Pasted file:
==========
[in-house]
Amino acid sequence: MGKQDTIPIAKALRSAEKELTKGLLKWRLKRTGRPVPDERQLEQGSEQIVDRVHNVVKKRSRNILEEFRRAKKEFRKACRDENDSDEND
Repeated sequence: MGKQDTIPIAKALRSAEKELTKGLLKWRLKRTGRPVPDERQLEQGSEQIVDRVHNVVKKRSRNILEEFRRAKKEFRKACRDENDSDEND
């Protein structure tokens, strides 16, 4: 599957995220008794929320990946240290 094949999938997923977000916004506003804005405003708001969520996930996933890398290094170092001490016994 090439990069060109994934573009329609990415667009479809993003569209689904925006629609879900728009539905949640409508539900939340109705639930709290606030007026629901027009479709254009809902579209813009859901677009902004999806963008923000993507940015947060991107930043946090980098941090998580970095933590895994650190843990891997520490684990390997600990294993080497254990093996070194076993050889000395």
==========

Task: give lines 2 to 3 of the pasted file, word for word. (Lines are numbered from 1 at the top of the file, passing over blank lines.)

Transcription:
Amino acid sequence: MGKQDTIPIAKALRSAEKELTKGLLKWRLKRTGRPVPDERQLEQGSEQIVDRVHNVVKKRSRNILEEFRRAKKEFRKACRDENDSDEND
Repeated sequence: MGKQDTIPIAKALRSAEKELTKGLLKWRLKRTGRPVPDERQLEQGSEQIVDRVHNVVKKRSRNILEEFRRAKKEFRKACRDENDSDEND